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Shifting rice cropping systems mitigates ecological footprints and enhances grain yield in central China

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Zhou, Y, Liu, K, Harrison, MT ORCID: 0000-0001-7425-452X, Fahad, S, Gong, S, Zhu, B and Liu, Z 2022 , 'Shifting rice cropping systems mitigates ecological footprints and enhances grain yield in central China' , Frontiers in Plant Science, vol. 13 , doi: 10.3389/fpls.2022.895402.

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Abstract

Intensive cereal production has brought about increasingly serious environmental threats, including global warming, environmental acidification, and water shortage. As an important grain producer in the world, the rice cultivation system in central China has undergone excessive changes in the past few decades. However, few articles focused on the environmental impacts of these shifts from the perspective of ecological footprints. In this study, a 2-year field trial was carried out in Hubei province, China, to gain insight into carbon footprint (CF), nitrogen footprint (NF), and water footprint (WF) performance. The three treatments were, namely, double-rice system (DR), ratoon rice system (RR), and rice-wheat system (RW). Results demonstrated that RR significantly increased the grain yield by 10.22–15.09% compared with DR, while there was no significant difference in the grain yield between RW and DR in 2018–2019. All of the calculation results by three footprint approaches followed the order: RR 3 field emissions were the hotspots of CF and NF, respectively. Blue WF accounts for 40.90–42.71% of DR, which was significantly higher than that of RR and RW, primarily because DR needs a lot of irrigation water in both seasons. The gray WF of RW was higher than those of DR and RR, mainly due to the higher application rate of N fertilizer. In conclusion, RR possesses the characteristics of low agricultural inputs and high grain yield and can reduce CF, NF, and WF, considering the future conditions of rural societal developments and rapid demographic changes; we highlighted that the RR could be a cleaner and sustainable approach to grain production.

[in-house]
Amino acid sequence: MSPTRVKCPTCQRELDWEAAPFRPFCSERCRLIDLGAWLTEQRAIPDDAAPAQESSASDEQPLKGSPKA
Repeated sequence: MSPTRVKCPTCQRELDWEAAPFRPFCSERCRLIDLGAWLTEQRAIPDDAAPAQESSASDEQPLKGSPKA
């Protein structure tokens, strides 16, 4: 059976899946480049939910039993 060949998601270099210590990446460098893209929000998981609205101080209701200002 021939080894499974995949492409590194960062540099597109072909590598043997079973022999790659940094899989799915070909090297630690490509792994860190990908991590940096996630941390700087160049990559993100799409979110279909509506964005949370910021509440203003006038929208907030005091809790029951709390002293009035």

Item Type: Article
Authors/Creators:Zhou, Y and Liu, K and Harrison, MT and Fahad, S and Gong, S and Zhu, B and Liu, Z
Keywords: water, nitrogen, fertilizer, carbon footprint, methane, nitrous oxide, greenhouse gas emissions, climate change, global warming, soil carbon, rice, food security, wheat, maize, environment, ecological footprint, water footprint, emissions intensity,
Journal or Publication Title: Frontiers in Plant Science
Publisher: Frontiers Research Foundation
ISSN: 1664-462X
DOI / ID Number: 10.3389/fpls.2022.895402
Copyright Information:

Copyright 2022 Zhou, Liu, Harrison, Fahad, Gong, Zhu and Liu. This is anopen-access article distributed under the terms of the Creative Commons AttributionLicense (CC BY)

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